Never mind Latin, do you speak New Law? To stay relevant in the legal world you need to know your AI, from your LPO, ALSP and IG* – A language that I’m guessing wasn’t part of your law degree unless you graduated last year from a South African law school I don’t know about. While the majority of states in the US recognise that a duty of technology competence is part of the professional rules of conduct for lawyers, we’re a long way off from this in South Africa. In 2016 when asked to present on the Future of Law to a major South African university, I accepted their offer of a projector to show my powerpoint presentation, only to be directed to an overhead projector when I arrived. Enough said.
So, let’s agree that it’s not because of any state mandates that you’re going to be upping your technological game – you’ll do it because you don’t want to be like the Babyboomer senior partners in 2010 who still had their secretaries print out all their emails. But not only do you need to speak New Law, you also need a deep understanding of what disruptive innovation in your legal space looks like, and is it purely technology-driven? Articles about the future of law often speak only to technological development. We’re understandably excited that computers can do the mind-numbing work of discovery! That apps can tell clients wherein the pipeline their matter is, instead of ridiculous and unnecessary phone calls and emails requesting updates on progress. Whether you’re a sole practitioner looking to up your daily quota of billable hours (the average lawyer working an 8 hour day spends 6 of those on non-billable tasks); a Big Firm partner advising multinationals on cybersecurity threats and protection of personal information; or you’re a New Law startup developing online divorce proceedings or an app that increases access to justice (making you a “tech for A2J advocate”): technology is playing a major role in the future of law.
Yet as we up the AI ante, there is one thing that 99.9% of articles about the future of law neglect to mention. In a profession facing a tripartite crisis of high levels of public dissatisfaction, rocketing levels of job dissatisfaction with concomitant depression and substance abuse, and increasing complaints of lawyer aggression and incivility – is technology really going to solve the humanitarian crisis in the law?
What is missing is the human relationship with technology and the acknowledgement that technology can only perform at the level of consciousness of the person using it. Yup, I just snuck that most unlawyerly word “consciousness” in there. It is your level of consciousness which will dictate whether the technology you develop and/or use is ultimately advantageous to the well-being of your clients, society and the planet or just another way to get more things done faster. Living in this time of unprecedented technological acceleration requires us to interrogate the benefits and the potential downfalls of automation. Technology doesn’t just save us time. It changes the nature and the meaning of the tasks it performs. There is as much creative power latent in technology as there is destructive power. Technology allows us to massacre rainforests daily, destroy the seabed permanently with house-sized underwater mining bulldozers; and raise chickens that have never seen the light of day nor their mother hen thanks to incubation and feeding technologies. If we’re not mindful, technology will have similarly destructive and dehumanizing effects on our already traumatised clients.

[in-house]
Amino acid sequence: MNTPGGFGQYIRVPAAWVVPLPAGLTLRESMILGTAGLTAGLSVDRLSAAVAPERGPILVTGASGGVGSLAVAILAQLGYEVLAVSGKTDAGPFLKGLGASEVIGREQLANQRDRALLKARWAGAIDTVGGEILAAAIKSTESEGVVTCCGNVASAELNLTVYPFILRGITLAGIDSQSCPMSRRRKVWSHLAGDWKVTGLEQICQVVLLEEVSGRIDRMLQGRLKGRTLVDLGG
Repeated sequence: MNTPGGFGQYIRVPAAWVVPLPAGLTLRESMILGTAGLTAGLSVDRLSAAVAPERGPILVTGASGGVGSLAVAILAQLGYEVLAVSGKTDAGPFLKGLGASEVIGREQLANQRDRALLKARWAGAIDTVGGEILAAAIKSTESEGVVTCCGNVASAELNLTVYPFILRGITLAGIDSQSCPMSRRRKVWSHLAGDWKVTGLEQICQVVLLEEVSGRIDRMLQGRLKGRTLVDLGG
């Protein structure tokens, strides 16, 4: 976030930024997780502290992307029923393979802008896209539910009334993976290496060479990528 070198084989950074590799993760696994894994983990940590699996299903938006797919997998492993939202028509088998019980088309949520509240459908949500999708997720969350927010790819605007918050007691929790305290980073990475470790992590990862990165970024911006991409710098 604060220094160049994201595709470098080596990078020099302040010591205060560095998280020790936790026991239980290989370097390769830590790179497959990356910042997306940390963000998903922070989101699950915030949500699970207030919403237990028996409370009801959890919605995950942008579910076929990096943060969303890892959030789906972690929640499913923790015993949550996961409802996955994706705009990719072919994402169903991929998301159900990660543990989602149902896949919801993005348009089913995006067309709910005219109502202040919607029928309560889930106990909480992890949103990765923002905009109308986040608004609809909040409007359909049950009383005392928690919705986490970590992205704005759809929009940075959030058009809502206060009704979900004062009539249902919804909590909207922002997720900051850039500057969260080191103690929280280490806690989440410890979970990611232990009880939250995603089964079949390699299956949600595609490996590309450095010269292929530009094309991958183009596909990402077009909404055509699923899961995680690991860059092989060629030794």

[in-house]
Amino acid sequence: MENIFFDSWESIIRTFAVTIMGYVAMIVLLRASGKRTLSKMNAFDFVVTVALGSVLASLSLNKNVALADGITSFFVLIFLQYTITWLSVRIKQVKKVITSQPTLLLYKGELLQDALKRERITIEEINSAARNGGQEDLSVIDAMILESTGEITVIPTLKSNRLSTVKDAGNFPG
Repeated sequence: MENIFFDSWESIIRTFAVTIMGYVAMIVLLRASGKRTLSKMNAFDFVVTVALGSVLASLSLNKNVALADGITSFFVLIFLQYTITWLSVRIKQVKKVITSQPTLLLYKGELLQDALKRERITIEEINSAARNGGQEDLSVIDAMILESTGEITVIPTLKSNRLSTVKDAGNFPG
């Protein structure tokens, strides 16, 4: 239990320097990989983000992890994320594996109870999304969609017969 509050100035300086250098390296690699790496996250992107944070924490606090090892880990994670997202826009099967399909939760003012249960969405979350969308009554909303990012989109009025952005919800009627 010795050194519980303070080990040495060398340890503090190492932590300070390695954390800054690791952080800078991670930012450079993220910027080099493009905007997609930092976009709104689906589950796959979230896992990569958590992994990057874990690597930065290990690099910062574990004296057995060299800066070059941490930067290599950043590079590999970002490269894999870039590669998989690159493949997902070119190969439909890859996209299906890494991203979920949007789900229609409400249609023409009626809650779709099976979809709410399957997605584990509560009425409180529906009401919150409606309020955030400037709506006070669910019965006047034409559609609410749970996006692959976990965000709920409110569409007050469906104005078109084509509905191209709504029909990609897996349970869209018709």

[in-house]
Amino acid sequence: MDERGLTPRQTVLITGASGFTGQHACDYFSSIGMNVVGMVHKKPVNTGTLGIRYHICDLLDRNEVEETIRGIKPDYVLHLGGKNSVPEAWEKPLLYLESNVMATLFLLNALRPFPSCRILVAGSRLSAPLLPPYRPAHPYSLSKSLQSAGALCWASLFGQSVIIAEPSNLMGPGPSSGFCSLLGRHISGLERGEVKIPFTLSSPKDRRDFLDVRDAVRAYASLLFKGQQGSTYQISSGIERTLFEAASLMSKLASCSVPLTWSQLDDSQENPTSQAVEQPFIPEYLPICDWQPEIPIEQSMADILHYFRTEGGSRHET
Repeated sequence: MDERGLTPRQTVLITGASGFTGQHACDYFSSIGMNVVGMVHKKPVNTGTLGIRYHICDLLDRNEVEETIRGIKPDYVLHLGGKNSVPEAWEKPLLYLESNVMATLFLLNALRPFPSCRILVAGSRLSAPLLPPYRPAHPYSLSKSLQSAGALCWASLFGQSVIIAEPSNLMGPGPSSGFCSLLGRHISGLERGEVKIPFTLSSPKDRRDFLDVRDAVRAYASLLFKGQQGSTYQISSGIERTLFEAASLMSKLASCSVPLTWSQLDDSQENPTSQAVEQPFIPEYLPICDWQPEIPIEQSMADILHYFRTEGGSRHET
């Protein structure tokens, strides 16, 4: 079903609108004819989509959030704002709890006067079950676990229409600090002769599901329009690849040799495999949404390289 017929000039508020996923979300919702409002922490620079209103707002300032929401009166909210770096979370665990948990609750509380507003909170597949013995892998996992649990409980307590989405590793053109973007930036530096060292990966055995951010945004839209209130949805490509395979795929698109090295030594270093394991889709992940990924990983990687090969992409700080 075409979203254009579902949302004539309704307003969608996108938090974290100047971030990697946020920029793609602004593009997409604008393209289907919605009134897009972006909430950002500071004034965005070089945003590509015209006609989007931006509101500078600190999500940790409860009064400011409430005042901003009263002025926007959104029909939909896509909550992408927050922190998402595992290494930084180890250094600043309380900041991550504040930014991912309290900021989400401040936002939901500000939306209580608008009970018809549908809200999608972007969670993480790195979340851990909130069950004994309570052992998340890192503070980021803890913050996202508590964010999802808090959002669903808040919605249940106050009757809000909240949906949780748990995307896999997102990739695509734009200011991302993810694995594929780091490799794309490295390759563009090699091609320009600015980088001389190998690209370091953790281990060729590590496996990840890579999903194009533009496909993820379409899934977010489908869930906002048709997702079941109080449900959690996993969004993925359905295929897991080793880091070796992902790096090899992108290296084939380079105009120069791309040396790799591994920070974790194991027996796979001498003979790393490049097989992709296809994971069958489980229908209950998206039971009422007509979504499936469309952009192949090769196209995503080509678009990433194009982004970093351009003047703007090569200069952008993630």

So, here’s a word of caution. As you learn about the latest tech developments that could take your practice to the next level, I urge you to think carefully about what technology you want to introduce to your practice and what purpose it will serve within the greater context of the role you believe you play as a lawyer.
Along with 1000’s of lawyers and professors and judges in the worldwide Integrative Law Movement, I believe lawyers are healers of conflict. I believe we are peacemakers. I believe that conflict is entirely natural and that the highest aspiration of a lawyer is to guide clients through conflict transformation. I believe we are charged with healing breaches in the social fabric**. And I am deeply excited that there is an increasing number of lawyers operating from a world-centric, rather than egocentric consciousness who sense the enormous responsibility of lawyers globally to facilitate the emergence of a healthier legal system. Don’t think that we’re just a bunch of tree-saving hippy lawyers, some of us are also running ALSPs or legal tech startups. The difference in our use of technology is that we’re not just striving to be technologically competent, we’re striving to be technologically conscious.
Keen to know more? The best resource is Lawyers as Changemakers by J Kim Wright or look up Integrative Law.
* Yup I had to Google this one too. It’s Information Governance.
**This phrase was used by Robert Benham, the first African-American to serve on the Supreme Court of Georgia.
About the Author: Amanda Lamond, Director of the Centre for Integrative Law
Amanda Lamond is the director of the Centre for Integrative Law, a consultancy for emergent thinking in the practice of law, and founder of WOLELA, Women Leading in Law. Through consulting, facilitating, speaking, designing courses, coaching and writing she brings a multidisciplinary approach to changing the legal systems. Amanda is deeply committed to supporting the global Integrative Law Movement, a movement of thousands of legal professionals pioneering new methods of practising law, new ways of viewing the role of a lawyer and new ways to restore humanity to the legal system.